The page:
Where should data quality happen?


Men working in coffee shopIn my previous post I discussed the practice of putting data quality processes as close to data sources as possible. Historically this meant data quality happened during data integration in preparation for loading quality data into an enterprise data warehouse (EDW) or a master data management (MDM) hub. Nowadays, however, there’s a lot of source data available to the enterprise and a significant amount of it doesn’t pass through an EDW or MDM process before it’s used. This begs the question: Where should data quality happen?

Wherever there’s data, there should be a warning label

Every few weeks I make chili in my slow cooker (I call it “wimpy chili” since I don’t like really spicy food) – it’s a simple recipe that's easy to make. One of the main ingredients is ground beef. Grocery stores offer a wide variety of options including ground chuck, ground round and ground sirloin. All beef that has been ground up contains a mixture of meat and fat, so ground beef is labeled to warn consumers about the amount of fat it contains. Perhaps primed by the Pareto principle, when I make chili I purchase ground beef that’s 80% meat and 20% fat.

The amount of fat in ground beef is analogous to the amount of poor quality in the data business users consume. You shouldn’t consume ground beef without knowing its fat content. Likewise you shouldn’t consume data without knowing its quality. So, wherever there’s data (in Hadoop, in-stream, in-memory, in-database, in-cloud), there should be a warning label.

A warning label for data quality could be implemented as a series of yes/no or pass/fail flags appended to all data structures and populated by callable services that perform some simple data quality checks. Examples include:

  • Whether all critical fields were complete (i.e., populated with non-NULL data values).
  • Whether fields were populated with a valid format (e.g., social security number, date of birth, postal code).
  • Whether fields were populated with a valid value (e.g., gender code, state abbreviation, country code).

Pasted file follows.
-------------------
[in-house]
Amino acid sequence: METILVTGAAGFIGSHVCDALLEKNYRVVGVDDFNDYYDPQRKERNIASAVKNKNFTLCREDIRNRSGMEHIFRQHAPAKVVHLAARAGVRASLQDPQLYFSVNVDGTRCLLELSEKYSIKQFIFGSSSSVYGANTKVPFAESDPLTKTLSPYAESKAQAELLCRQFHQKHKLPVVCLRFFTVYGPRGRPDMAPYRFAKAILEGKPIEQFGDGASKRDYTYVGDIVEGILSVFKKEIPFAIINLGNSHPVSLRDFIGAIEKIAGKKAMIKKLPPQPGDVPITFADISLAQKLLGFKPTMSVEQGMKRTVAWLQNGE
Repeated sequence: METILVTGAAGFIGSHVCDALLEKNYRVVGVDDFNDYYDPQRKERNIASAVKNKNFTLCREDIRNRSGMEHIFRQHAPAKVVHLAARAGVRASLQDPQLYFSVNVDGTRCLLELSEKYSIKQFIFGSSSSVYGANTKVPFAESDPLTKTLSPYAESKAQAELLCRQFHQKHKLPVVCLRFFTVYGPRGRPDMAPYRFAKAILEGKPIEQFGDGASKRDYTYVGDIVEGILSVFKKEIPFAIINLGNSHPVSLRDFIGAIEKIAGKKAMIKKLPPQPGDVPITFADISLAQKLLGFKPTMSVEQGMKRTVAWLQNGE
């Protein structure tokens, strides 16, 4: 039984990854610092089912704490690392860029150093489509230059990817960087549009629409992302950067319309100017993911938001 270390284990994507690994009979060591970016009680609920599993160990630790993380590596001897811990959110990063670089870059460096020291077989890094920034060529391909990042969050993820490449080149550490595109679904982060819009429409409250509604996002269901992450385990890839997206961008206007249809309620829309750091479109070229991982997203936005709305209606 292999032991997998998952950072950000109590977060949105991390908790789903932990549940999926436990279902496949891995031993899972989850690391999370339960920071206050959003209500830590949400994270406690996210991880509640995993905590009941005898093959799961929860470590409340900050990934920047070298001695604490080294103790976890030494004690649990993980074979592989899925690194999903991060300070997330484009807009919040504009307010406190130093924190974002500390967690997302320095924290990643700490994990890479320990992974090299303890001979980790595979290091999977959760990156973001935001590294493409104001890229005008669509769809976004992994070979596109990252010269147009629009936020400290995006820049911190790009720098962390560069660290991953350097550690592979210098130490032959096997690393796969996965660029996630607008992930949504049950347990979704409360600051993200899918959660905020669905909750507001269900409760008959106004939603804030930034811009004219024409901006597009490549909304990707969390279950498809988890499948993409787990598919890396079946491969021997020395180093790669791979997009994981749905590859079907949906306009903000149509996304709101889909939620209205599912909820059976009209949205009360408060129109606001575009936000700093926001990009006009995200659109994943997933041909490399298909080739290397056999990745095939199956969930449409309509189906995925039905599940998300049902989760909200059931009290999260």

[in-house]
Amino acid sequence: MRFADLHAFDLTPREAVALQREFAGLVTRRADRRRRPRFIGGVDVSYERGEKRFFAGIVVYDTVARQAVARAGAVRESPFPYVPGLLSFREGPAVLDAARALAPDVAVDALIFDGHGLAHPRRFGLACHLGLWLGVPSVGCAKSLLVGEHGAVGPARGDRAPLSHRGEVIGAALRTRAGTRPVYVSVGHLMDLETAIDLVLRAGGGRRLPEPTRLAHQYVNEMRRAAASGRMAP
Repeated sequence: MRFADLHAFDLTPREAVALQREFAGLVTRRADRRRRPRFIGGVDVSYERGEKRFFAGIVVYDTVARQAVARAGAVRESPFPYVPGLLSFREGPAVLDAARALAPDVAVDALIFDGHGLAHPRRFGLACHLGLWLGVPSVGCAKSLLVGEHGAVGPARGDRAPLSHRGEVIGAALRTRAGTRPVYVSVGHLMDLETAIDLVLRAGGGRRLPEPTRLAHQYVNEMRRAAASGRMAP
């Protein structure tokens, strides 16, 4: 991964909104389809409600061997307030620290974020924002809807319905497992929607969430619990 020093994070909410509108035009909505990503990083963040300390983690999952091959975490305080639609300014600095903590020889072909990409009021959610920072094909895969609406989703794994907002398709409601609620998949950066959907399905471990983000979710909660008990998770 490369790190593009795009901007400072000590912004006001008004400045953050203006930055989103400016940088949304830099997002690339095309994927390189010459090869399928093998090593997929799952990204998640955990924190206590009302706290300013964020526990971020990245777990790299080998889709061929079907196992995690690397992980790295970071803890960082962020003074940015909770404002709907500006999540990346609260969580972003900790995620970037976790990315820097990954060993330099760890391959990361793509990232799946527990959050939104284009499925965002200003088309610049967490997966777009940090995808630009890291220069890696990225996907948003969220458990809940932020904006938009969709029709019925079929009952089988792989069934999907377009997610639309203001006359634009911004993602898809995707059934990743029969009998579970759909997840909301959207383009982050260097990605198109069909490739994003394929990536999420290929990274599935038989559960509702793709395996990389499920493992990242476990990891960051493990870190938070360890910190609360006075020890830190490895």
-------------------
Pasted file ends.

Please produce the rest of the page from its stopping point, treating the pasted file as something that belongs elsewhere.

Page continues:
• Whether a duplicate check was performed when a customer or product record was created.

These simple checks wouldn’t guarantee high-quality data, but they would warn business users about how much poor quality data they might be consuming. They might also provide a rapid assessment of whether additional data quality processing is needed before data can be put to specific business uses.

Data quality shouldn’t happen more than once

No matter where you think data quality should happen, make sure it doesn’t happen more than once. The enterprise needs standard, repeatable methods for maintaining high-quality data. Data quality functions (profiling, parsing, standardizing, matching, consolidating, enriching) should be reusable services embedded into batch, real-time and streaming processes. This way, wherever data happens to be, data quality happens to be there as well.

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About Author

Jim Harris

Blogger-in-Chief at Obsessive-Compulsive Data Quality (OCDQ)

Jim Harris is a recognized data quality thought leader with 25 years of enterprise data management industry experience. Jim is an independent consultant, speaker, and freelance writer. Jim is the Blogger-in-Chief at Obsessive-Compulsive Data Quality, an independent blog offering a vendor-neutral perspective on data quality and its related disciplines, including data governance, master data management, and business intelligence.

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